Consensus: Some of it is a bit messy, and a bit disjointed, but Middle Men also features some very good writing that gives us great detail about internet porn, while still providing good performances from the whole cast, especially Luke Wilson who shows that he can handle a film well too.


Whiteout (2009)

The best thing I love about movies, is when I can see the characters breathing, during the whole freakin’ thing!

The lone U.S. marshal at a research station in Antarctica, Carrie Stetko (Kate Beckinsale) stumbles upon the continent’s first murder victim. With only three days left until the sun sets for six months, Carrie races to solve the complex mystery before darkness falls.

Basically, this film sucks. I just thought I’d throw that out there to give you an idea, of the kind of review you should expect.

This film tries to act like it’s different, and inventive, which really pissed me off, cause it’s neither. It’s your ordinary who-done-it thriller, mixed with a bit of slasher elements, that don’t work either. The film tries to keep you on the edge of your seat guessing who the killer is, but in the first 20 minutes I already knew, as well as my mom, who is always clueless to movies.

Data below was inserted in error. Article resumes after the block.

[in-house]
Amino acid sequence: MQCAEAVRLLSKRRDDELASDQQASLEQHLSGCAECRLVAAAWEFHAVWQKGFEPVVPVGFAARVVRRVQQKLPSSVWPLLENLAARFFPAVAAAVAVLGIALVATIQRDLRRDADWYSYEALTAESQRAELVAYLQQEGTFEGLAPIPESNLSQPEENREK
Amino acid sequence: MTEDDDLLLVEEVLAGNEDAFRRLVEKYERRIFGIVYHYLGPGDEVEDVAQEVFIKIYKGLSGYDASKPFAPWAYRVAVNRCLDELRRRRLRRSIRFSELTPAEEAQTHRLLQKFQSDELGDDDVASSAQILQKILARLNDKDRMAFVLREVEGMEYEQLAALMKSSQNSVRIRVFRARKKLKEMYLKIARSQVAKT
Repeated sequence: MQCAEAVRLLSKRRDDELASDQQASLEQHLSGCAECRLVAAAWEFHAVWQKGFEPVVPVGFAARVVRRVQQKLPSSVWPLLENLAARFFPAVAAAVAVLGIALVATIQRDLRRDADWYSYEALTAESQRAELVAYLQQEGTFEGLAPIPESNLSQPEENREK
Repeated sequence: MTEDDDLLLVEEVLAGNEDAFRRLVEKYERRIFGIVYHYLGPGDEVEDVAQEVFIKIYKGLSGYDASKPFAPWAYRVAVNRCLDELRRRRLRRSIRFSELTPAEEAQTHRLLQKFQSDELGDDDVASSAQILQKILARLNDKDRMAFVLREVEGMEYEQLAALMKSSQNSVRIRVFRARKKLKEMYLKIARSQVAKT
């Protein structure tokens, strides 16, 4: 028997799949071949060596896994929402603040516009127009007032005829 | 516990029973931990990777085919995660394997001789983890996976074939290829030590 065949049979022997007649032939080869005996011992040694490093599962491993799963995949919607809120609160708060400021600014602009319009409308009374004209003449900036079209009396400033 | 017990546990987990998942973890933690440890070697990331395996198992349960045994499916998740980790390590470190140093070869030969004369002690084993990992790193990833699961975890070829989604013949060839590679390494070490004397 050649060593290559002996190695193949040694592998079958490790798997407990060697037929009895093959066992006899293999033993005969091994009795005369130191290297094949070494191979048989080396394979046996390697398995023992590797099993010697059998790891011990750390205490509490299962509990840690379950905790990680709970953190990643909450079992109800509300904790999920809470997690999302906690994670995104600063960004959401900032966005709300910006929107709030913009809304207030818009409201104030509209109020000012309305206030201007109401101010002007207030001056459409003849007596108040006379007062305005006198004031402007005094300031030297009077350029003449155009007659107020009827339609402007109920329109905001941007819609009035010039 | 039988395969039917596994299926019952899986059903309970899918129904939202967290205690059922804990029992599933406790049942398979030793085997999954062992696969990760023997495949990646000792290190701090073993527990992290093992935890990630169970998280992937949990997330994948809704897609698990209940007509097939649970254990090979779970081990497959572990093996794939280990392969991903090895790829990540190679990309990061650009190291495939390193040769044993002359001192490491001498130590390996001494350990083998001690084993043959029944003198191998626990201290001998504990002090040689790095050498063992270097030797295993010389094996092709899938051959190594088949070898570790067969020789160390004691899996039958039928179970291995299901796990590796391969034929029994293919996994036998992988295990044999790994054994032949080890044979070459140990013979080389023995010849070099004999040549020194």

I also think that filming action sequences in a blizzard aren’t the best idea. I’m pretty sure when one person is wearing a jacket and goggles, everybody else is too, so you can’t really tell who’s who, especially when the film’s cutting from one angle, to another. You literally cannot see anything in this movie, especially in their most crucial moments, and I was just appalled that they actually thought this was going to be a good idea.

I don’t think Kate Beckinsale got the memo that this was a thriller, so be thrilled. She shares just about no emotions, to anything that’s going on, and she is basically piss-poor at everything in this movie, especially with the real shitty dialogue. Gabriel Macht comes out of nowhere as a U.N. detective, and sucks as well. Columbus Short, and Alex O’Loughlin actually made their parts more bearable, but still they can’t help but be taken down by this terrible script.

Consensus: It acts like it’s a new, original thriller, that keeps you guessing forever, considering its awfully predictable, unbearable to even look at, and just terrible performances.


Bad Company (2002)

The two weirdest pairing of two actors I have ever seen.